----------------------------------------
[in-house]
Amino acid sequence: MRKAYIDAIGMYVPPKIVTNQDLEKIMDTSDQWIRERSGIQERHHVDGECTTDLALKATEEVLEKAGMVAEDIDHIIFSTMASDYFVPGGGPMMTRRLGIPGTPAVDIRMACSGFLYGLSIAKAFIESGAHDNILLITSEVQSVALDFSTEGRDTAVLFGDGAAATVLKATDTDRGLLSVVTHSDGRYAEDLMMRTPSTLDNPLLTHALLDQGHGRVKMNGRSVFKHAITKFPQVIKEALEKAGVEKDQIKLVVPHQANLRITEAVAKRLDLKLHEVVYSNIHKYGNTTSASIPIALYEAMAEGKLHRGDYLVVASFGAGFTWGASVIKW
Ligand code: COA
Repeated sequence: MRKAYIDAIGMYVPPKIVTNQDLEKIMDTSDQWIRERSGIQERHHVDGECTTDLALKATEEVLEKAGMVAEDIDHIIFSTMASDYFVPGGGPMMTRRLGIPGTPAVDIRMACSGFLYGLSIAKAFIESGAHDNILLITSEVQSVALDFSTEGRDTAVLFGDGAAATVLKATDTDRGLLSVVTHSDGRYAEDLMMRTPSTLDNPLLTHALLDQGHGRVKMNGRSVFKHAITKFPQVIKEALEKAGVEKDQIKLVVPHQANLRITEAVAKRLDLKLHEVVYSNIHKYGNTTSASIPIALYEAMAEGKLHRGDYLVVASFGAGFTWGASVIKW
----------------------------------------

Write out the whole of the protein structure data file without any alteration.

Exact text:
[in-house]
Amino acid sequence: MRKAYIDAIGMYVPPKIVTNQDLEKIMDTSDQWIRERSGIQERHHVDGECTTDLALKATEEVLEKAGMVAEDIDHIIFSTMASDYFVPGGGPMMTRRLGIPGTPAVDIRMACSGFLYGLSIAKAFIESGAHDNILLITSEVQSVALDFSTEGRDTAVLFGDGAAATVLKATDTDRGLLSVVTHSDGRYAEDLMMRTPSTLDNPLLTHALLDQGHGRVKMNGRSVFKHAITKFPQVIKEALEKAGVEKDQIKLVVPHQANLRITEAVAKRLDLKLHEVVYSNIHKYGNTTSASIPIALYEAMAEGKLHRGDYLVVASFGAGFTWGASVIKW
Ligand code: COA
Repeated sequence: MRKAYIDAIGMYVPPKIVTNQDLEKIMDTSDQWIRERSGIQERHHVDGECTTDLALKATEEVLEKAGMVAEDIDHIIFSTMASDYFVPGGGPMMTRRLGIPGTPAVDIRMACSGFLYGLSIAKAFIESGAHDNILLITSEVQSVALDFSTEGRDTAVLFGDGAAATVLKATDTDRGLLSVVTHSDGRYAEDLMMRTPSTLDNPLLTHALLDQGHGRVKMNGRSVFKHAITKFPQVIKEALEKAGVEKDQIKLVVPHQANLRITEAVAKRLDLKLHEVVYSNIHKYGNTTSASIPIALYEAMAEGKLHRGDYLVVASFGAGFTWGASVIKW